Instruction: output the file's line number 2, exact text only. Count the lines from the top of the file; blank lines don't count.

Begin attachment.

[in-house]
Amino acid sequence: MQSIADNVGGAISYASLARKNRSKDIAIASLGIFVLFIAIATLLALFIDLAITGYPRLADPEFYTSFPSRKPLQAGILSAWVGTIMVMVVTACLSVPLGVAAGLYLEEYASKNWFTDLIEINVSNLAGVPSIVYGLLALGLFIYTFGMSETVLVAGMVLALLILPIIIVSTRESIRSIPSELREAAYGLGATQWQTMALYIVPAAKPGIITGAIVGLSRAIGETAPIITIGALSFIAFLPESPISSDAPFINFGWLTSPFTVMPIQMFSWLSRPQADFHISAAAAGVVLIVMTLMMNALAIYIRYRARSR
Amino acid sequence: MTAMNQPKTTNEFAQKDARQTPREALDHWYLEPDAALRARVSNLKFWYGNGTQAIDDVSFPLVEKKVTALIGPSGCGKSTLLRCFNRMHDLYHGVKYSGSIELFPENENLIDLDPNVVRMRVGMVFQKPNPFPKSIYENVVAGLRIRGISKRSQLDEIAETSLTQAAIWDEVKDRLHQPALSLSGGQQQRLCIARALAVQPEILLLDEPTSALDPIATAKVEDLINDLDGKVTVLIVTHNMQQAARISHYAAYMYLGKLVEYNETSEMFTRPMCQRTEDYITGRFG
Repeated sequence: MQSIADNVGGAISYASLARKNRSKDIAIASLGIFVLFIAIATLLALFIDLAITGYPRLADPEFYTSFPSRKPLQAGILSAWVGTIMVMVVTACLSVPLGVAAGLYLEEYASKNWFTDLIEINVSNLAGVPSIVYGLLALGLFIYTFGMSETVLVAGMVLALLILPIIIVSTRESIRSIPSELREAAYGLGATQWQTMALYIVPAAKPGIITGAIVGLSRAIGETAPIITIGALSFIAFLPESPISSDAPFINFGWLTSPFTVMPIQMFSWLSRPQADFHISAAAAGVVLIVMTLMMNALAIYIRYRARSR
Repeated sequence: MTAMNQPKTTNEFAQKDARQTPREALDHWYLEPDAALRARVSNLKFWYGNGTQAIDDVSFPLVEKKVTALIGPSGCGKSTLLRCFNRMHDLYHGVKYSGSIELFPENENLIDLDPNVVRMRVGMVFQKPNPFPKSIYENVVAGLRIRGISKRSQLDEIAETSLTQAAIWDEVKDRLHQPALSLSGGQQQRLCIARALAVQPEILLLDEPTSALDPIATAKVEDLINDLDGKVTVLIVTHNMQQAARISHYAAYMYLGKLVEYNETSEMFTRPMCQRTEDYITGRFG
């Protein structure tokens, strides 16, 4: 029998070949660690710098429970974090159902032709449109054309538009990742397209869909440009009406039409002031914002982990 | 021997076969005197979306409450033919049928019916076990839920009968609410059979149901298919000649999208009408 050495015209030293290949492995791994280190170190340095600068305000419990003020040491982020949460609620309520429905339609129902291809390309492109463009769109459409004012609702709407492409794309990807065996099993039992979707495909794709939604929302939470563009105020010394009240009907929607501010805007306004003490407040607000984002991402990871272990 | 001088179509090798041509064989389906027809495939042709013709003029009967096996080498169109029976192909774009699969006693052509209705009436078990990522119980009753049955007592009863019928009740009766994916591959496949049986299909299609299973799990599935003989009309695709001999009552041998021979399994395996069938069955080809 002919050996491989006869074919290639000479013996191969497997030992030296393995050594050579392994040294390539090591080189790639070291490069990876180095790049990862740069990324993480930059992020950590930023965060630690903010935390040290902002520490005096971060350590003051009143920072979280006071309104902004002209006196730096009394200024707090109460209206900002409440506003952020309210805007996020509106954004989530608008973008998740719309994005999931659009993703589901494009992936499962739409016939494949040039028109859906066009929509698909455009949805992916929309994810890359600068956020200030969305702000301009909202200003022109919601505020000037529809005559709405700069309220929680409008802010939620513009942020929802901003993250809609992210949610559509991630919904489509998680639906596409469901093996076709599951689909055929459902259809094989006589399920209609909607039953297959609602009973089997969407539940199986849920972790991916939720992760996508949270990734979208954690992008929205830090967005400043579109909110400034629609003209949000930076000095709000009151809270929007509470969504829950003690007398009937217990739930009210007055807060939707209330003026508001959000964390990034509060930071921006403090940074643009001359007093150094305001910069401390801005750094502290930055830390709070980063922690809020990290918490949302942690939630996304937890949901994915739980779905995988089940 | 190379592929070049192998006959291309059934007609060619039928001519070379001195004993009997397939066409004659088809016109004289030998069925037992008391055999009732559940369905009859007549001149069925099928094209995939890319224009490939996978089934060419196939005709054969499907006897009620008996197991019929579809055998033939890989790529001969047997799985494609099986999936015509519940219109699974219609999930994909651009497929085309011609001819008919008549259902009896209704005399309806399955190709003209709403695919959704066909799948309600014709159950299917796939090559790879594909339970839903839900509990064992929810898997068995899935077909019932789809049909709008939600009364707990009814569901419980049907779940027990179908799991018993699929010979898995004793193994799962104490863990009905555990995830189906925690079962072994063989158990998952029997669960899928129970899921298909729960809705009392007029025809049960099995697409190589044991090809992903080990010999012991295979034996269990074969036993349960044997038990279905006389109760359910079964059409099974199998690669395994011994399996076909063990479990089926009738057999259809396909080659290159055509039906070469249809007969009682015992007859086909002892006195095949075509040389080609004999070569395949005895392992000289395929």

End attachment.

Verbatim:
Amino acid sequence: MQSIADNVGGAISYASLARKNRSKDIAIASLGIFVLFIAIATLLALFIDLAITGYPRLADPEFYTSFPSRKPLQAGILSAWVGTIMVMVVTACLSVPLGVAAGLYLEEYASKNWFTDLIEINVSNLAGVPSIVYGLLALGLFIYTFGMSETVLVAGMVLALLILPIIIVSTRESIRSIPSELREAAYGLGATQWQTMALYIVPAAKPGIITGAIVGLSRAIGETAPIITIGALSFIAFLPESPISSDAPFINFGWLTSPFTVMPIQMFSWLSRPQADFHISAAAAGVVLIVMTLMMNALAIYIRYRARSR